Interesting stuff out of the blue. £ORGI are at it again, canvassing for new ‘members’ by offering ‘free’ membership to ‘quality’ Installers.
Whether a ‘quality’ Installer would want to be associated with that crowd remains to be seen. Accompanied by the usual fanciful self-aggrandising nonsense.
The email address used is one taken from the database they purloined when they lost their former official role to the sleeker Capita plc who continue to remain discreetly in the background, doing what they were hired to do.
Not surprisingly there is no opt-out provision on that spam email.
Back to 17.5 mb . With 1 mb drop to appliances this would give 16.5mb at appliances. Dont know if you have ever wondered what the G20 label means but if you have it refers to the testing procedure .
Its a test gas between 17 and 20mb specified in appliance standards. . So if 15mb at meter which Gas Networks say they could leave if too expensive to upgrade then could be left with 14mb at appliances which is well below the Pmin testing figure of European standards. The HHIC have been contacted to see if their members are happy that their appliances are safe at this figure but so far have avoided answering this question. This could be tricky as Gas Safe have said that you would need confirmation from manufacturers that all appliances are safe if low pressure.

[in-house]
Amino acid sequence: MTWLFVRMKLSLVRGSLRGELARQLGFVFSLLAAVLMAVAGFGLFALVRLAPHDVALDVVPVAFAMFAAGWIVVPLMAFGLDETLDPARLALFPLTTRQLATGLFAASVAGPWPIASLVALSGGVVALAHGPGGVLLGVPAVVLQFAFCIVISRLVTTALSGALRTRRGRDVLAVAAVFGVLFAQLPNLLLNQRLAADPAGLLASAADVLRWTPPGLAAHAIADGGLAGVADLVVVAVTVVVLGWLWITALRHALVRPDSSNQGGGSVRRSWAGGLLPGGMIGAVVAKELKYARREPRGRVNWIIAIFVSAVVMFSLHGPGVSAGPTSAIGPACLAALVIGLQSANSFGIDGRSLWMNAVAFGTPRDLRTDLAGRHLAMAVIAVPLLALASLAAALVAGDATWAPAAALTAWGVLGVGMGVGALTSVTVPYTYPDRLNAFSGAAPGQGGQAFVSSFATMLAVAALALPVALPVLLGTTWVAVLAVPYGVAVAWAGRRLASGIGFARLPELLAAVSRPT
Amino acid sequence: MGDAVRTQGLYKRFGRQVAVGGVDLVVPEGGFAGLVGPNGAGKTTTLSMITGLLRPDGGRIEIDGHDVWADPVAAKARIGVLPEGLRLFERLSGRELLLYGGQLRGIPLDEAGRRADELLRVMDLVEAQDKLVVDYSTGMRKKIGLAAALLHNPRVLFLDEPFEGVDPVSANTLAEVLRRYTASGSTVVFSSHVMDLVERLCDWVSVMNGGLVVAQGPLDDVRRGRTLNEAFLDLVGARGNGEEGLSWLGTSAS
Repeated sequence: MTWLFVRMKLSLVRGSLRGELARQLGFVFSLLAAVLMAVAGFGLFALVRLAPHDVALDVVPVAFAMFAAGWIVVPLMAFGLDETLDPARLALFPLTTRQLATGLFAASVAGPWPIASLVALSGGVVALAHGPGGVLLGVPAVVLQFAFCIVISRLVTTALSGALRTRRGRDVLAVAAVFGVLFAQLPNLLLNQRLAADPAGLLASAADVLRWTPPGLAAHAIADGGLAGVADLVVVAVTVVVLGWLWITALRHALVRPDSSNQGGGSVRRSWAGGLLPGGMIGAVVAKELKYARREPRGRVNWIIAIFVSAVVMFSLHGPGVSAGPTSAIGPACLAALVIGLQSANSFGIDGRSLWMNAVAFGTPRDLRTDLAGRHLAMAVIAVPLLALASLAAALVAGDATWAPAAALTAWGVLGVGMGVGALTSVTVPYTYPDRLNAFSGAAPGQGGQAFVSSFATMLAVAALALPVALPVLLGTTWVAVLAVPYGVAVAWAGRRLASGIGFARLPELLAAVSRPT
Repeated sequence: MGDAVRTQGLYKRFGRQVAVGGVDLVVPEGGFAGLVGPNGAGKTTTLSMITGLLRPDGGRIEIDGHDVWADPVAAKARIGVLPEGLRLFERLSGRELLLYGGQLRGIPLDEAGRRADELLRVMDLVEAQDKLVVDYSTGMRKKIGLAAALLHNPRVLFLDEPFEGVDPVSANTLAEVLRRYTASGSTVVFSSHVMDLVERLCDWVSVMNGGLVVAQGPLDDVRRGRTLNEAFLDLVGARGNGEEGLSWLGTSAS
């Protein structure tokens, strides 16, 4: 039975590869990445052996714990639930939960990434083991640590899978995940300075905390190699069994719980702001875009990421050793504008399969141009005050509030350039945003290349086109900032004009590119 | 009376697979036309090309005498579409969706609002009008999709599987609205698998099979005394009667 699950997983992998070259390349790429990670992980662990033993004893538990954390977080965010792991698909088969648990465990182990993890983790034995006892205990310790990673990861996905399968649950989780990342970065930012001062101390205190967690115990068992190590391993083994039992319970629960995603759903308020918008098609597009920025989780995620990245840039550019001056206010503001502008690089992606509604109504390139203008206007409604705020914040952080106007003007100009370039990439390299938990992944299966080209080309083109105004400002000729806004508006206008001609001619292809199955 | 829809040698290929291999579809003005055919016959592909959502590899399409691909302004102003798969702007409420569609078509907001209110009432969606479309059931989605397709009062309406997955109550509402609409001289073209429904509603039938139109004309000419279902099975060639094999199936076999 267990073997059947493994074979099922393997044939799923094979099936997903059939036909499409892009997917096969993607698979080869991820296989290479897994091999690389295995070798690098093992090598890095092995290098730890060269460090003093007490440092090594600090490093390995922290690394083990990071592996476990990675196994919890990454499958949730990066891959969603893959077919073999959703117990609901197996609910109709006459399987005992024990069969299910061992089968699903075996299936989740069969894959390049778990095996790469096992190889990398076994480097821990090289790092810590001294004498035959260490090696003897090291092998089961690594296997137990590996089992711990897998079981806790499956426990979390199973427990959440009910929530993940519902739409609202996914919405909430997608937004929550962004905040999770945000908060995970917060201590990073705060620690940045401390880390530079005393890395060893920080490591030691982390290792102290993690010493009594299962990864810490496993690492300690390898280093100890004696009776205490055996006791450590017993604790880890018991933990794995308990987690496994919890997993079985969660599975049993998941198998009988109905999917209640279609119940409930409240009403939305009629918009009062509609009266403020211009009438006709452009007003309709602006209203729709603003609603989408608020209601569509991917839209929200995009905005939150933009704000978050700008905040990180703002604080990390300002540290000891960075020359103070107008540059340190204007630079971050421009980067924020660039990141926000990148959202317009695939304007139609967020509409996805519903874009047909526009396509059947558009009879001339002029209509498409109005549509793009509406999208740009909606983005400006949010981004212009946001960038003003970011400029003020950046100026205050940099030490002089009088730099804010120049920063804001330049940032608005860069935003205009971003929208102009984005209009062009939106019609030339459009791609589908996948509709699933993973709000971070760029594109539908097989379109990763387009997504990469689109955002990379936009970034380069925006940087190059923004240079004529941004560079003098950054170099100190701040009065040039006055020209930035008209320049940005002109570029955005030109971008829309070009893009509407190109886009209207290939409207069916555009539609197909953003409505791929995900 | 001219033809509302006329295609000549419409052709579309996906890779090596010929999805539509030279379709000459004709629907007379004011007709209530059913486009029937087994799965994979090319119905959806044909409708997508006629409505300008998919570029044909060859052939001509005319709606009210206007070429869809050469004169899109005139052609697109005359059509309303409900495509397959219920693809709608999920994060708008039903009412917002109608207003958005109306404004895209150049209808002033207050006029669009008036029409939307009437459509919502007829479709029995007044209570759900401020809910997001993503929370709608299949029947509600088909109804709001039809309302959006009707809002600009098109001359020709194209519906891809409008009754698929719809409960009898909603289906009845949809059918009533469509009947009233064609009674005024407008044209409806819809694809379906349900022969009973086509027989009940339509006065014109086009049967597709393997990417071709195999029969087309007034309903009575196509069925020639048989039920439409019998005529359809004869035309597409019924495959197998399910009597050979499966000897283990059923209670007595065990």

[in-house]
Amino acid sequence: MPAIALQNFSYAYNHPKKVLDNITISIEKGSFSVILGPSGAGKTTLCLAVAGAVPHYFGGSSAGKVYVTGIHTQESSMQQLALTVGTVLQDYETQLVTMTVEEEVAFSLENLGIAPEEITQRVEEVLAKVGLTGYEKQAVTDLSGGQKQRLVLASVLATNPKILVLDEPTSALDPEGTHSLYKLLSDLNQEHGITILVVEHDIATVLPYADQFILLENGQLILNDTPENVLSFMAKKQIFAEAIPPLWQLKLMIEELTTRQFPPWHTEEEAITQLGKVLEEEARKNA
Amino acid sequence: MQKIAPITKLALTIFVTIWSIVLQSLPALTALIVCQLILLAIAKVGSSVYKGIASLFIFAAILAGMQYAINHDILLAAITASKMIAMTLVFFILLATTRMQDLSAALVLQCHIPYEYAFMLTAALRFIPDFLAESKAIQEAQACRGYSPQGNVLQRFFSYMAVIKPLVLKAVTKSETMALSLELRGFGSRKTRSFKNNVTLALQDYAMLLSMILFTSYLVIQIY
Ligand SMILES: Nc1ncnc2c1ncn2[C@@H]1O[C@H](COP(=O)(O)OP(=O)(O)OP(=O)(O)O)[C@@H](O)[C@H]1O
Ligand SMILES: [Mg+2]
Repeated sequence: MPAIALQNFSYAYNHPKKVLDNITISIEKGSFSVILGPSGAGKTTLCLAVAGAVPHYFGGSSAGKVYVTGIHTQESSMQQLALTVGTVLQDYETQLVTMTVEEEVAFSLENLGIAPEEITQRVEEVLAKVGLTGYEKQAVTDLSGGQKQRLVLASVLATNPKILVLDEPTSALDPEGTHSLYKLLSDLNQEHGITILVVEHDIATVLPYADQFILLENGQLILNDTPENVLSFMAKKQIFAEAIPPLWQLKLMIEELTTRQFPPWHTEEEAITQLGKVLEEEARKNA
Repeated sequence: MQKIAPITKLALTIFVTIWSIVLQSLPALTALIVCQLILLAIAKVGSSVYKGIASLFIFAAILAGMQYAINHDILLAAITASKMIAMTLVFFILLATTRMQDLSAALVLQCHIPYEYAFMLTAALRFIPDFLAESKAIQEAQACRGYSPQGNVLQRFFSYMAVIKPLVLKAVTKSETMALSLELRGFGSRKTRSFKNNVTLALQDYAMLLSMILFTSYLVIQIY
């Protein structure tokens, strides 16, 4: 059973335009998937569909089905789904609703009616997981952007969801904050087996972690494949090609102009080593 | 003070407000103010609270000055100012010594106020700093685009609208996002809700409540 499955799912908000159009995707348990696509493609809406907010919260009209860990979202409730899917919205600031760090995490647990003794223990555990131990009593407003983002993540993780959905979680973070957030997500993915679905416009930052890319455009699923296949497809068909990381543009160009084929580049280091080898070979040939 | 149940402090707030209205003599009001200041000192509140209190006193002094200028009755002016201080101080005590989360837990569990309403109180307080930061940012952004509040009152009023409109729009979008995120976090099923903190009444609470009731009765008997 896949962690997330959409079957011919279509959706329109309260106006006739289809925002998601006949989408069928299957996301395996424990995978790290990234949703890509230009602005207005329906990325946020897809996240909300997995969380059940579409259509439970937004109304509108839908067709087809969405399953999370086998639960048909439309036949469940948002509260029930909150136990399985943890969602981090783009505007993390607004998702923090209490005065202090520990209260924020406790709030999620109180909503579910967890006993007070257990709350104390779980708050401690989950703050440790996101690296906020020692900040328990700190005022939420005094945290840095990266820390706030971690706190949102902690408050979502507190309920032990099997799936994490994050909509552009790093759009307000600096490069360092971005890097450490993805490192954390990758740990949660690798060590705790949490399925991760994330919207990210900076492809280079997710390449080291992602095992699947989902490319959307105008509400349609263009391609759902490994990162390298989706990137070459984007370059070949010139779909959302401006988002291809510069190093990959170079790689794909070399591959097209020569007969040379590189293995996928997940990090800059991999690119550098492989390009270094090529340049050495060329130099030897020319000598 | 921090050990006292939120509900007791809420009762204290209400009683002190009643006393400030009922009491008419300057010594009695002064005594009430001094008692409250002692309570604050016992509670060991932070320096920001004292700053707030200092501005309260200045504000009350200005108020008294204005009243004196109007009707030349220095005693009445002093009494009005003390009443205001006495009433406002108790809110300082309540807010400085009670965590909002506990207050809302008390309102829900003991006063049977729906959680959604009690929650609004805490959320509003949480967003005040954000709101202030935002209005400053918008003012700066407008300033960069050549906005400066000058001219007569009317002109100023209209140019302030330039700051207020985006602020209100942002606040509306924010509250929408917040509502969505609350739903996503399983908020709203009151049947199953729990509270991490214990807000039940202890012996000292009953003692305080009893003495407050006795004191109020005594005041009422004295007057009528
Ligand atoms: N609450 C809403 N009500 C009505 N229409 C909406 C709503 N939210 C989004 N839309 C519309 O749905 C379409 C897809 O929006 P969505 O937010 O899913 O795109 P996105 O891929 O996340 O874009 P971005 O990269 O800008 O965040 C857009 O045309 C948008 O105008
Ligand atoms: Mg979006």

I think we all know how difficut that will be to get in writing.
I did ask whether NG would need similar confirmation as often it is they who turn back on. Gas Safe said yes but having seen the correspondance i gather that NG will be ignoring this as i presume will be most RGEs.
Once upon a time … at an ACS renewal, the tutor referred to 21 + or – 2. Then added to the audience, which included rookies, that there are occasions when, perhaps a busy time (for gas) or other reasons mentioned, it is OK to accept less.
What the eminent journalist AEP once referred to as ‘a masterpiece of obfuscation’. In short useless.
My prompt and loud response to the rookies was (and still is). Ignore all that, it is 21 + or – 2 in the book and that is what we work to. Nothing was said by the tutor.
If NG choose to allow that in a particular case then they can drop in and tell the punter. We don’t get paid for that or have sufficient data to enable us to jump to any reliable conclusion, as mentioned by the tutor.
Notwithstanding, if a reduced pressure is affecting combustion then that is our job and you (should already) know what to do.
Just fitted an Ideal Independent for my mate’s old mum today and nice to see a test point on the gas shut off valve outside the boiler. No periscope and torch supplied to enable punters to check the pressure gauge and without my Bahco adjustable I would have been in trouble nipping up all the big nuts.
Merry Christmas Les
Merry Christmas Danny old friend and anyone else looking in.
I have done my stint at the helm (almost a decade) and there are now a number of excellent forums serving the wider community. The more the better but we all got the show on the road.
Other forums are hosted within associations of members, the first I am aware of being ARGI. Gas-News never was intended to be an association, preferring to work on the margins.